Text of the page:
# Arguments in sentential logic and contradictions/tautologies.

1. Jun 29, 2014

### pandaBee

From what I understand, and please correct me if I'm wrong:

An "Argument" in sentential logic is a set of propositions, or premises, which logically lead to a conclusion. I took this definition from http://en.wikipedia.org/wiki/Propositional_calculus

However, in my text that I am currently studying, How to Prove It A Structured Approach by Velleman, he defines arguments as the following: "We will say an argument is valid if the premises cannot all be true without the conclusion being true as well." -pg.9

These definitions aren't quite the same thing, for example in the following argument:

It will either rain tomorrow or not rain tomorrow (premise)
Jason (a human being) is either alive, or dead. (conclusion)

It is clear that the if the premise is true, then the conclusion is also true in the case where the conclusion is a tautology, my example above being that a human being is either alive or dead.

Is this Argument considered valid? It should be, according to Velleman's definition, but I'm not so sure it fulfills the wikipedia definition since the premise does not 'logically' lead to the conclusion.

In that case, how do you even show formally that the premises don't 'logically' lead to the conclusion(s)?

Also, the problem with the 2nd definition is also apparent because it introduces the possibility of redundancies in the premises, since I could simply make all of the premises tautologies and make any true conclusion.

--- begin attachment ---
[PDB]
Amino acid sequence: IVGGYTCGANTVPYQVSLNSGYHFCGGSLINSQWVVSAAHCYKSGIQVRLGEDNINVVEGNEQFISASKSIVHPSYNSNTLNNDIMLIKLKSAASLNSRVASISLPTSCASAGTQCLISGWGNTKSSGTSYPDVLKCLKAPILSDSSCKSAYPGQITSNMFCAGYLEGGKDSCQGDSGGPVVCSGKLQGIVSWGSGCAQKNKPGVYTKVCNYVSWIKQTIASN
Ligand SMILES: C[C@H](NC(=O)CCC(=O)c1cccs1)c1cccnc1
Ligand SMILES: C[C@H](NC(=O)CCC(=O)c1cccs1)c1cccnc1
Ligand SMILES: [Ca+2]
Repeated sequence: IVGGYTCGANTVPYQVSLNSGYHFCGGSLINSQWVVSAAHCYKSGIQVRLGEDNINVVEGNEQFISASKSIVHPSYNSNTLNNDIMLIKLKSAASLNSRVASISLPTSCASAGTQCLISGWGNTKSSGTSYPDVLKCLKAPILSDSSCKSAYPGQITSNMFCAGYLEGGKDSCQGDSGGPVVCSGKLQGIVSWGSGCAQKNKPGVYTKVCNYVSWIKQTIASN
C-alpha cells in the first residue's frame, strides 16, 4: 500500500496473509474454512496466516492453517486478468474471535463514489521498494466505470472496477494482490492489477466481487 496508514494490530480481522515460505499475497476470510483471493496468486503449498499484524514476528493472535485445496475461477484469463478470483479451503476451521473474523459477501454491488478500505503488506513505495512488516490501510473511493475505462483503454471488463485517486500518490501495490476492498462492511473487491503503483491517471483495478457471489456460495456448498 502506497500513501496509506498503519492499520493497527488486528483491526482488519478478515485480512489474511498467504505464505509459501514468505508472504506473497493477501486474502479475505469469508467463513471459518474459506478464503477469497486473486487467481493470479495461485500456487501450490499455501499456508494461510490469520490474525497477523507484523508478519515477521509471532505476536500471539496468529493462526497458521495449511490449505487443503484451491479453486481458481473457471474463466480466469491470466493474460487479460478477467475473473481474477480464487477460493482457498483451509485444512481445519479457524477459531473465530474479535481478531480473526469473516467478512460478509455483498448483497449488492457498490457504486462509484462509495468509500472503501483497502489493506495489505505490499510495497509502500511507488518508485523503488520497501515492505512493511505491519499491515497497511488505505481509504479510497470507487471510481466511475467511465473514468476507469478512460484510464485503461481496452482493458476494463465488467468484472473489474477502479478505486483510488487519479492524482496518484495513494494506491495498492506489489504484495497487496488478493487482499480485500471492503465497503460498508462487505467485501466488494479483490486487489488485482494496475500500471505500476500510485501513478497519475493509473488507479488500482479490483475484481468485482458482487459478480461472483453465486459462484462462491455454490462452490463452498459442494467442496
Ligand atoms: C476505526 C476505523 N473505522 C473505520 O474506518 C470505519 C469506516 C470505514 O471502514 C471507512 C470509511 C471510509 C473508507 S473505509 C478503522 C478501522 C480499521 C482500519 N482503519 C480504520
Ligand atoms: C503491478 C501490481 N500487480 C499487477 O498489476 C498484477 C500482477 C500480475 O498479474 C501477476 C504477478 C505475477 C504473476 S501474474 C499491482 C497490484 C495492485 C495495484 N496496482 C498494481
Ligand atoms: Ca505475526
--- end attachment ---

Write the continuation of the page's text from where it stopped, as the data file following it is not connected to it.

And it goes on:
So I guess my first major question is which of these definitions should I follow? Or am I missing something here? Please correct me if I'm mistaken about something.

2. Jun 29, 2014

### micromass

Staff Emeritus
The wikipedia definition is correct, but not so useful. Indeed, you have already remarked that you do not know what it means to "lead logically to a conclusion". The wikipedia definition should clarify this matter and define precisely what it means. If they do clarify this matter, then they will likely take Velleman's definition.

So I would say to follow Velleman's definition.

Now, you have already made some good remarks about the definition. You have given an example of an argument which certainly satisfies Velleman's definition but which does not really looks like an argument to us! Indeed, the premises and the conclusions are completely unrelated! If a lawyer would make this kind of argument in a court of law, the jurors would not take him very seriously!

So what we want is somehow that the conclusion is related to the premises. This is an argument in "real life". But it is quite impossible to formalize this to a math setting. The definition of an argument would be either vague (like wikipedia) or would be horribly complicated!